Kobudo (MA Weapons) at the Arizona Hombu Dojo, Chandler, Gilbert, Mesa, Arizona
KOBUDO CLASSES. Kobudo Classes (martial arts weapons) at the Arizona Hombu dojo focus on kata (forms), bunkai (practical applications from kata) & controlled kumite (sparring). Students are recommended to attend kobudo classes, but children are required to reach a level of blue belt before attending and required to wear safety goggles in kobudo classes. Adults are requested to wear safety glasses.
Kobudo is thought to have developed following a proclamation by Okinawan King Shoshin in 1480 AD that banned bladed
weapons on the island nation. Thus, some Okinawans learned to use tools of trade as weapons. Farmers experimented with bo (6-foot staff) used to transport goods, fishermen used rope and rocks to produce suruchin and merchants produced rice grinder handles and horse bridles to develop tonfa while stirrups & horseshoes became tekko.
Traditional Okinawan & Japanese weapons are numerous and include yumi-ya (bow and arrow), ishi-yumi (cross bow), katana (sword), tanto (knife), naginata (pole arm or glaive), yari (spear), tuja (3-prong spear), nunchaku, sansetsukun also known as sanbon nunchaku (3-sectional nunchuku), tonfa (side-handle baton), sai (fork-like weapon), manji no sai (sai with one prong directed in opposite direction), nunti (7-shaku pole with manji no sai attached to one end), kama (sickle), kusarigama (kama with attached chain and weight), nitanbo (two sticks), bo or rokushaku bo (staff), hasshaku bo (8-shaku staff), kyushaku bo (9 shaku staff), jo (4 shaku staff), sanjaku bo or hanbo (3-shaku staff), kubotan (short stick), eku (oar), ra-ke (rake), kuwa (hoe), hari (fish hooks), nireki (hand rakes), surichin (weighted rope or chain), tinbe (short spear or machete with leather shield), tetsubo, suruji, tekko (horse stirrups), gekiguan (stick with weighted chain or rope attached to one end), techu (short stick or metal rod with center ring), take no bo (cane), uchi bo (two rods of unequal length attached by rope or chain), kasa (umbrella), ogi (fan), kanzashi (hairpin), kisiru (tobacco pipe), mame (dried beans or pebbles for throwing), kaki (firearms) & more. At the Arizona Hombu, members learn many traditional weapons including some that are everyday tools found in our houses, cars and offices. For more information, review the following links:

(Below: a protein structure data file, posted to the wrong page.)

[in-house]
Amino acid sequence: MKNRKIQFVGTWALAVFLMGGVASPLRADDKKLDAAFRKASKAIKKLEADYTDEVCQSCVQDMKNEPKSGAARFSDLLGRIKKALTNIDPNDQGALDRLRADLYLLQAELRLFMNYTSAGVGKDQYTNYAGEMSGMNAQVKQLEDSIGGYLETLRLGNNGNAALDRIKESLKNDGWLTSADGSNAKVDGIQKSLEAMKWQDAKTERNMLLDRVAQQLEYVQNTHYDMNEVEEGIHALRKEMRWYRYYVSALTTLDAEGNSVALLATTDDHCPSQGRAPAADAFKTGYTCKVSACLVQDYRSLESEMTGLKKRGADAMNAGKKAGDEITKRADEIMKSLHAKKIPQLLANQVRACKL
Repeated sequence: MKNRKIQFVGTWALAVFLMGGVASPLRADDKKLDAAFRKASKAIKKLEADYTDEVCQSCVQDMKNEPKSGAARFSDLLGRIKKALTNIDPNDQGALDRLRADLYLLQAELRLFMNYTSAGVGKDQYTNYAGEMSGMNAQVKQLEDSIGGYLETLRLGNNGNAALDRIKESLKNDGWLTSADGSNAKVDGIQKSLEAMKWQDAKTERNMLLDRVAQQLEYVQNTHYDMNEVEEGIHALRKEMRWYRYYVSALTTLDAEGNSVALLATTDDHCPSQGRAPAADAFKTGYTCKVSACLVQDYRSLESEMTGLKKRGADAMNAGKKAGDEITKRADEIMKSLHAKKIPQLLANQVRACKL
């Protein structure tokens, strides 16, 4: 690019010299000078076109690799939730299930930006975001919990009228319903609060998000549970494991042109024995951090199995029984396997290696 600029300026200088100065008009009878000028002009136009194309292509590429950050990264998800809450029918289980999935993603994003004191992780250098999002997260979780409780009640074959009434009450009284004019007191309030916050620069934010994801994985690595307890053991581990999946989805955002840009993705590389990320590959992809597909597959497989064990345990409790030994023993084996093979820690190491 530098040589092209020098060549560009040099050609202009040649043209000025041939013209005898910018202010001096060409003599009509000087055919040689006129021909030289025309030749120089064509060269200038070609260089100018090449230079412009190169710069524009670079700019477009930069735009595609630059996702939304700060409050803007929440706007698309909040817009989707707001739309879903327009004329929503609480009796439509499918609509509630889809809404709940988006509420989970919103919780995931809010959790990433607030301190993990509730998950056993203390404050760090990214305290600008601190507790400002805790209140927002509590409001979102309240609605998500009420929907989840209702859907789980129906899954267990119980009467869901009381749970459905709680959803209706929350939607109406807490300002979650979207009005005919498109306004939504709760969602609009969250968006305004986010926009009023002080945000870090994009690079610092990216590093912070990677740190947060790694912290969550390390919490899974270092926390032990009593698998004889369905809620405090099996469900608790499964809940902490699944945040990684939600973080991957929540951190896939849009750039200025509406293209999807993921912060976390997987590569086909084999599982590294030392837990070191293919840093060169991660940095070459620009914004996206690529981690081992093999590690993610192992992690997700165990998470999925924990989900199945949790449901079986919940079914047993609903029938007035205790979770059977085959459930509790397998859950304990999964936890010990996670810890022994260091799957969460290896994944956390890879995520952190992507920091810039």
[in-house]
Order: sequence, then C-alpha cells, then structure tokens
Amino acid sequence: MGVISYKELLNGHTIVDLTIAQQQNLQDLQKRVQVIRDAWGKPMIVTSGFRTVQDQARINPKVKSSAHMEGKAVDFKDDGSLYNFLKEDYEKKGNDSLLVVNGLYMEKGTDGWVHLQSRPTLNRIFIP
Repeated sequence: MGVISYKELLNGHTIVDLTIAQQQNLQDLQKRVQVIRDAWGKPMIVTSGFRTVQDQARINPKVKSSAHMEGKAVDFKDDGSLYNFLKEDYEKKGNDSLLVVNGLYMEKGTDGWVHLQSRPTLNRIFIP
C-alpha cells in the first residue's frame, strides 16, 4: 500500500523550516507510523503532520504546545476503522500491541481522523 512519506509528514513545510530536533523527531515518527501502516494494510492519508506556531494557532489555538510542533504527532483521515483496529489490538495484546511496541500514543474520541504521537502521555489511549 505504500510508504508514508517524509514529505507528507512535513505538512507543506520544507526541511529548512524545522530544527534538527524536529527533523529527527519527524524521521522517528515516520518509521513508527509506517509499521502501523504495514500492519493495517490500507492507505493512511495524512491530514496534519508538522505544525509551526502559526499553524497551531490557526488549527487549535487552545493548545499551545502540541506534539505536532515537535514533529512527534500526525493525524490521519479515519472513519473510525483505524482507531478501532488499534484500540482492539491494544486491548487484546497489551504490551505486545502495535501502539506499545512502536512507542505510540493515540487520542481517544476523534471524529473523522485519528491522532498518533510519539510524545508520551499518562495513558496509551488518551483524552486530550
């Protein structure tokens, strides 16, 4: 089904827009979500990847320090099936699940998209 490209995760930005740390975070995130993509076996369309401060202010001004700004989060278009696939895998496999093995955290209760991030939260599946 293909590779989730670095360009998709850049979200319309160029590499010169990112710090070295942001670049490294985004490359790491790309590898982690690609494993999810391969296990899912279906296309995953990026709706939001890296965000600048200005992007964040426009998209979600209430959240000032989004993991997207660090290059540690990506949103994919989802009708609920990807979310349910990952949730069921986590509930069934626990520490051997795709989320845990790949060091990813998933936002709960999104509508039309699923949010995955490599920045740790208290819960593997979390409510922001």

Nunchaku or Nunchuks